Out for her daily walk, lovely Dubia blinked twice and looked again. Could it be?… Yes, definitely, it was Paul — walking toward her. It had been several years since their last contact. Her hands trembled as she drew her jacket tighter against the cold wind. What was he doing here?

Here on the boardwalk along the river, where she had long ago tried in vain to connect with Paul, the odorless cold now hinted at the coming snow storm.

The present light dusting had not yet made her steps uncertain, but would soon.

Away from the elements and close to her body, she carried a shivering kitten. Pausing momentarily to unbutton her jacket, she reached in and reassured the tiny creature, then bundled up tightly again to protect them both from the bluster as she strolled.   

Fishing shanties dotted one side of the wood-plank walkway. On the other was the river, lined with idle fishing boats waiting for their owners to take them to their winter storage places.

Most of the diminutive old buildings had been restored, now housing cafes and other shops. Just past midday, the clinking of cafe dishes paired pleasantly with the muffled clanking of chains that moored the few remaining vessels.

Just one shanty was shabby and still, apparently abandoned. The door facing the walkway was padlocked, but there was a side door someone had left ajar.    Continue reading

Morning dark

stars pine trees

Hello readers!  I’m back from a brief absence, and with this post i’m returning to an early passion for poetry. I hope something in the following piece speaks to you.

***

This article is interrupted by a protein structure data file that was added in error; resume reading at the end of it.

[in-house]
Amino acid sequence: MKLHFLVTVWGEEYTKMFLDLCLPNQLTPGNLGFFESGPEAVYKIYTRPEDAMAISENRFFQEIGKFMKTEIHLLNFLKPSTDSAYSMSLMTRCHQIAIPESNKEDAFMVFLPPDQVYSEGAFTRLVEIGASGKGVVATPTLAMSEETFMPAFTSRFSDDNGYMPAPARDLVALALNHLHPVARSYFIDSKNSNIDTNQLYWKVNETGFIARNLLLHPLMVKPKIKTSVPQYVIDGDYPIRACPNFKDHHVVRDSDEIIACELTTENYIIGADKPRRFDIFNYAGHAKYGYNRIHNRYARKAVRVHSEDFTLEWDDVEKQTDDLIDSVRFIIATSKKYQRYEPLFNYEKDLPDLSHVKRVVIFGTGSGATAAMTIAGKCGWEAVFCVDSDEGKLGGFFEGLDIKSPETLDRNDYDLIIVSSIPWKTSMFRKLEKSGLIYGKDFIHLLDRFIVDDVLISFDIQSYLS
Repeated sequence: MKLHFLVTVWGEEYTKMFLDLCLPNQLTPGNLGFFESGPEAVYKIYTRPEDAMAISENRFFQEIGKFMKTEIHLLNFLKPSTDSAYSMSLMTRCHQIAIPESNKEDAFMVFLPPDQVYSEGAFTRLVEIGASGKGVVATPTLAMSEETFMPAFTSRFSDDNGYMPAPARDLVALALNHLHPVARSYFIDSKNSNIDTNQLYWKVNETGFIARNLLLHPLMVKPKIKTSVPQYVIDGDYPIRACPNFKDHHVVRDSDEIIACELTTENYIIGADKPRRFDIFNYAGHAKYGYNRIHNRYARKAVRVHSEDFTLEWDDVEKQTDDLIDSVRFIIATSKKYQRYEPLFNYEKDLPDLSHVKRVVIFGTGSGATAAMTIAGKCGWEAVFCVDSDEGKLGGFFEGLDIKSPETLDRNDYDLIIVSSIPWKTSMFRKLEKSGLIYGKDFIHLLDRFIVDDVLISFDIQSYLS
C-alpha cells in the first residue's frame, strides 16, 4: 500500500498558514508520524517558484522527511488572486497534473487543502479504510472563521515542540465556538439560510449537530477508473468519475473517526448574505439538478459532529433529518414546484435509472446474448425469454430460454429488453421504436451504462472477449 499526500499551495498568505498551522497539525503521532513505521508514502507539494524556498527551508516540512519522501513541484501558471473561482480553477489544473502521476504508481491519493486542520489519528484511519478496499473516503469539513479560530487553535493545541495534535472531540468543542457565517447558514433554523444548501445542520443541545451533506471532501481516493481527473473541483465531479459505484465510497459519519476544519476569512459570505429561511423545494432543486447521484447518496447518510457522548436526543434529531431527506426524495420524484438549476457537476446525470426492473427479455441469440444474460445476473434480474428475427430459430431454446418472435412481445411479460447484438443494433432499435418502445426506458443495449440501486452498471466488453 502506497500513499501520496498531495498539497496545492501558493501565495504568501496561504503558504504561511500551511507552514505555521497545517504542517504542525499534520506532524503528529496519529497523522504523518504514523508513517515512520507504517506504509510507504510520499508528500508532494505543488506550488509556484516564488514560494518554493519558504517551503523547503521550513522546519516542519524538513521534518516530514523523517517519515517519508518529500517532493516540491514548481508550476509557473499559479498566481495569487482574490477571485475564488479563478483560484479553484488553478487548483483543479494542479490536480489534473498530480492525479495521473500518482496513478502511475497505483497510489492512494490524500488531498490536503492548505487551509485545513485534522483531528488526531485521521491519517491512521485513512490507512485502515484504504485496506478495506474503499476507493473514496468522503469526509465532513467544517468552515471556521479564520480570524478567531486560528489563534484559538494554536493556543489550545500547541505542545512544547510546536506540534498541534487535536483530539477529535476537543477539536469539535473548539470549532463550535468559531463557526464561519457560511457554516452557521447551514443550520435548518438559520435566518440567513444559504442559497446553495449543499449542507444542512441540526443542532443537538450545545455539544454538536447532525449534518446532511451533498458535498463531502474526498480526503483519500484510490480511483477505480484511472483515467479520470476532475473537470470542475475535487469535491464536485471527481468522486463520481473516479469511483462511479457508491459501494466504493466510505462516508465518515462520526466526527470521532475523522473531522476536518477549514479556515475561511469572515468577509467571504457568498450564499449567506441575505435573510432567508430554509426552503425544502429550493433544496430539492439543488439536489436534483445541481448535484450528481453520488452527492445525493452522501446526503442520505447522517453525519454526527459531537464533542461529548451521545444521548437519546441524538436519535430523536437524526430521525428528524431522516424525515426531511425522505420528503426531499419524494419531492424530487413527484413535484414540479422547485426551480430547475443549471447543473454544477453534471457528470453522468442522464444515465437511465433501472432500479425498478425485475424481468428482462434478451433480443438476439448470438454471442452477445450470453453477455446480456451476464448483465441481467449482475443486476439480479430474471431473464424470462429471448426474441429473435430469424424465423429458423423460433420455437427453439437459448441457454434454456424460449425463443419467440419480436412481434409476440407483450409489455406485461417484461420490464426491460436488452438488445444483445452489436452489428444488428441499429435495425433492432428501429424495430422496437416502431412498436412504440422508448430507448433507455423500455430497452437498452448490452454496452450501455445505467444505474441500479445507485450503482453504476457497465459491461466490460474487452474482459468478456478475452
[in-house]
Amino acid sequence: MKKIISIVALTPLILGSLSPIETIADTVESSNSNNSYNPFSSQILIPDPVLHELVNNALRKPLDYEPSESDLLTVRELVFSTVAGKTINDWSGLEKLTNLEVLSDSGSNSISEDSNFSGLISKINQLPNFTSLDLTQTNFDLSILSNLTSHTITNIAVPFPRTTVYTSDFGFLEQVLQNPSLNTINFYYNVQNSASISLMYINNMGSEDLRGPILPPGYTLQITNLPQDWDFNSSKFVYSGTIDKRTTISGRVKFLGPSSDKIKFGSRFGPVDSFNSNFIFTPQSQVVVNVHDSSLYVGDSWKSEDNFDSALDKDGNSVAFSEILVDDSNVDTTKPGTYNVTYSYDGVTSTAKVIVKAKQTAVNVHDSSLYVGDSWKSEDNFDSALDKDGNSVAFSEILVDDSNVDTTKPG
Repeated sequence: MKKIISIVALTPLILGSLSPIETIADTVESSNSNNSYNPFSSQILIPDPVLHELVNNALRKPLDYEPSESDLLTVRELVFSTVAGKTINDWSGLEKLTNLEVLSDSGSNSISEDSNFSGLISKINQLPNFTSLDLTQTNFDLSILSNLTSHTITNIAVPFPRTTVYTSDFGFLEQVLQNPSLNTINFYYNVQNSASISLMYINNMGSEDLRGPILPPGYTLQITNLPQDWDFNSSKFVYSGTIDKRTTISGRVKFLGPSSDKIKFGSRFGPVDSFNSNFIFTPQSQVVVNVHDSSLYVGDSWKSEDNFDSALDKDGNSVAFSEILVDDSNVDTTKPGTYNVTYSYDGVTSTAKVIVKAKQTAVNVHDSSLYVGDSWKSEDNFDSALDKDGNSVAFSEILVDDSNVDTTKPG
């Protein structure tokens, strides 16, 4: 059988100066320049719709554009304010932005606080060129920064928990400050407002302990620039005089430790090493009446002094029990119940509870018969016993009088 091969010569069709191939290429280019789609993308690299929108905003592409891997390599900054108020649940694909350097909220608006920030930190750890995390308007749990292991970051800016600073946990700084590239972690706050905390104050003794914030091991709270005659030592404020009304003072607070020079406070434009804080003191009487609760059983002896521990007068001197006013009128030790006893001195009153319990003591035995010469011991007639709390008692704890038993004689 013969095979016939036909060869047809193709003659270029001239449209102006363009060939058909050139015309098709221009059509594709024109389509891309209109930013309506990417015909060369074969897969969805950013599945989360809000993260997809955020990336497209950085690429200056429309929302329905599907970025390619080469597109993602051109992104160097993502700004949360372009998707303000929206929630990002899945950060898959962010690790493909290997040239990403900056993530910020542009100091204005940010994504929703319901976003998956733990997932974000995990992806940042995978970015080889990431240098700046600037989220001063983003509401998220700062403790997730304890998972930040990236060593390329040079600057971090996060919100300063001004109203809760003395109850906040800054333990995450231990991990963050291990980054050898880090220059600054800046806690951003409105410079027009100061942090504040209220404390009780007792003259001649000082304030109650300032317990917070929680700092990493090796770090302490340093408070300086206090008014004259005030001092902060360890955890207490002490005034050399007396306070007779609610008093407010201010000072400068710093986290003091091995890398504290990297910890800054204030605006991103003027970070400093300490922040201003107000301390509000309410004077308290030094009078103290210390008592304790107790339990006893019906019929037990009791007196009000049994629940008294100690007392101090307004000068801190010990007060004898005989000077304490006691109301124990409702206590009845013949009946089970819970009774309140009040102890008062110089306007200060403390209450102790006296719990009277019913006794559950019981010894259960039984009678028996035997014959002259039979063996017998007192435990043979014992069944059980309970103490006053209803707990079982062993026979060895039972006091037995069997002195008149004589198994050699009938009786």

Morning Dark

In the still of earliest morning

Dark still rules yet pledges light

I’m thinking of how things fall apart.

 

And how mirth collides with mourning

With dawn afar, dark heralds night

Color in shadows requires art

 

And rarely, with less forewarning,

Things come together, they turn upright

This i stumbled on by heart

 

The art we make at night must be with inner light composed

So with a heart that’s scarred and yet more open than supposed

I find most often now I write with both of my eyes closed

A musical fable…

Sometimes allegory can express what prose cannot. Here is a new piece, a very short one. I hope it touches you.

wavy-music-staff

The day having strewn her winding path with varied turns and twists, Poetta found herself near sunset out on a lush, happy, grassy field — at peace yet not in stillness.

Her deep contentment was born not of quietness, but of melodies and motion and voices.

Among a throng of musicians and revelers, her thoughts were lively as well. Hearing someone speak of happiness, she cried out, “That voice! I recognize that voice…”

And she realized it was her own.

Poetta had lived many, many years, yet she was still a girl. A girl with a voice. A girl who thought often about sunsets.

Upon arriving at this grassy field she met a dear friend who thrilled to see that in spite of the stumbles on the shadowy road just behind her, she was still able to dance.

She told him, “There are many ways our stories get told. I dance with a limp – that is one of mine.”

Seeing his concern over the streaming tears accompanying her joyous smile, she addressed the question he had not verbally posed.

To his quizzical countenance she replied, “When music makes me this happy, it hurts.”

And though she knew this made perfect sense to him, she continued:

“That’s what music does. It shows me my most all-encompassing joy and my profoundest sorrow at the same time. It puts them right there in front of my face — at the front of my heart! — where i cannot *not* feel them, and i cannot be still. And it makes them indistuinguishable from each other.”